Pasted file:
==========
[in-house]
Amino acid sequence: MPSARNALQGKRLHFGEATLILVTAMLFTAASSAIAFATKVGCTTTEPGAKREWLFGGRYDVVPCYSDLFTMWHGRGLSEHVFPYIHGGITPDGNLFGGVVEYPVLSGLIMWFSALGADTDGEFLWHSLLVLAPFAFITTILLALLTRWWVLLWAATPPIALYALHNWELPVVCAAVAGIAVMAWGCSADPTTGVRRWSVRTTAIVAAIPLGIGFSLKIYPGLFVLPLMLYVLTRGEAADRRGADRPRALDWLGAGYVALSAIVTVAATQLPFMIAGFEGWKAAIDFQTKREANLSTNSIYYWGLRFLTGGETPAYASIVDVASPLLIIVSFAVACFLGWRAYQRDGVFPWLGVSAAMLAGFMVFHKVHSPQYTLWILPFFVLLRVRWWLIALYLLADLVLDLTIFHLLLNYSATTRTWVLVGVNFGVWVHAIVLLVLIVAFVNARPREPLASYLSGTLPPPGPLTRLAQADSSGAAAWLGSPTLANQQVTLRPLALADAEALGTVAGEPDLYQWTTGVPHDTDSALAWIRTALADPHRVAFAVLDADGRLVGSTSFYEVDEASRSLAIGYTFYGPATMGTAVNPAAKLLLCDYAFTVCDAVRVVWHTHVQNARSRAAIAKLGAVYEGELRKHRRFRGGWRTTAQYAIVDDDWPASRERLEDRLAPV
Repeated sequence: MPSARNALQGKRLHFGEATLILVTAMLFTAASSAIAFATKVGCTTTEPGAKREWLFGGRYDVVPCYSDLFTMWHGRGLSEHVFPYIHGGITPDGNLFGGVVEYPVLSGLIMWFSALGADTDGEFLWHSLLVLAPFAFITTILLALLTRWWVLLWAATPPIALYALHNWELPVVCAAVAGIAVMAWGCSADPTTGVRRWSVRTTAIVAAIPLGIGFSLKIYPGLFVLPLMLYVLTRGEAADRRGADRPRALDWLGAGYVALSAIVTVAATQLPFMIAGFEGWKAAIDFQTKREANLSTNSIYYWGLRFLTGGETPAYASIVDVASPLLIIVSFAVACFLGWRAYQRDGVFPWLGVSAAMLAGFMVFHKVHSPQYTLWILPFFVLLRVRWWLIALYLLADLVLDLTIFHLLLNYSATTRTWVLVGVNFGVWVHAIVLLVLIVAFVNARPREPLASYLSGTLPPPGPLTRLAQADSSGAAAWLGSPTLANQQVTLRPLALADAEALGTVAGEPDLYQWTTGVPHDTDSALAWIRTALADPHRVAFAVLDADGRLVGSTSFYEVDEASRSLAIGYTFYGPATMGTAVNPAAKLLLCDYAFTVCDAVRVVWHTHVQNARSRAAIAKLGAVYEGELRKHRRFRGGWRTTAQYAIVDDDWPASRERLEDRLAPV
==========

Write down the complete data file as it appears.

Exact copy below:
[in-house]
Amino acid sequence: MPSARNALQGKRLHFGEATLILVTAMLFTAASSAIAFATKVGCTTTEPGAKREWLFGGRYDVVPCYSDLFTMWHGRGLSEHVFPYIHGGITPDGNLFGGVVEYPVLSGLIMWFSALGADTDGEFLWHSLLVLAPFAFITTILLALLTRWWVLLWAATPPIALYALHNWELPVVCAAVAGIAVMAWGCSADPTTGVRRWSVRTTAIVAAIPLGIGFSLKIYPGLFVLPLMLYVLTRGEAADRRGADRPRALDWLGAGYVALSAIVTVAATQLPFMIAGFEGWKAAIDFQTKREANLSTNSIYYWGLRFLTGGETPAYASIVDVASPLLIIVSFAVACFLGWRAYQRDGVFPWLGVSAAMLAGFMVFHKVHSPQYTLWILPFFVLLRVRWWLIALYLLADLVLDLTIFHLLLNYSATTRTWVLVGVNFGVWVHAIVLLVLIVAFVNARPREPLASYLSGTLPPPGPLTRLAQADSSGAAAWLGSPTLANQQVTLRPLALADAEALGTVAGEPDLYQWTTGVPHDTDSALAWIRTALADPHRVAFAVLDADGRLVGSTSFYEVDEASRSLAIGYTFYGPATMGTAVNPAAKLLLCDYAFTVCDAVRVVWHTHVQNARSRAAIAKLGAVYEGELRKHRRFRGGWRTTAQYAIVDDDWPASRERLEDRLAPV
Repeated sequence: MPSARNALQGKRLHFGEATLILVTAMLFTAASSAIAFATKVGCTTTEPGAKREWLFGGRYDVVPCYSDLFTMWHGRGLSEHVFPYIHGGITPDGNLFGGVVEYPVLSGLIMWFSALGADTDGEFLWHSLLVLAPFAFITTILLALLTRWWVLLWAATPPIALYALHNWELPVVCAAVAGIAVMAWGCSADPTTGVRRWSVRTTAIVAAIPLGIGFSLKIYPGLFVLPLMLYVLTRGEAADRRGADRPRALDWLGAGYVALSAIVTVAATQLPFMIAGFEGWKAAIDFQTKREANLSTNSIYYWGLRFLTGGETPAYASIVDVASPLLIIVSFAVACFLGWRAYQRDGVFPWLGVSAAMLAGFMVFHKVHSPQYTLWILPFFVLLRVRWWLIALYLLADLVLDLTIFHLLLNYSATTRTWVLVGVNFGVWVHAIVLLVLIVAFVNARPREPLASYLSGTLPPPGPLTRLAQADSSGAAAWLGSPTLANQQVTLRPLALADAEALGTVAGEPDLYQWTTGVPHDTDSALAWIRTALADPHRVAFAVLDADGRLVGSTSFYEVDEASRSLAIGYTFYGPATMGTAVNPAAKLLLCDYAFTVCDAVRVVWHTHVQNARSRAAIAKLGAVYEGELRKHRRFRGGWRTTAQYAIVDDDWPASRERLEDRLAPV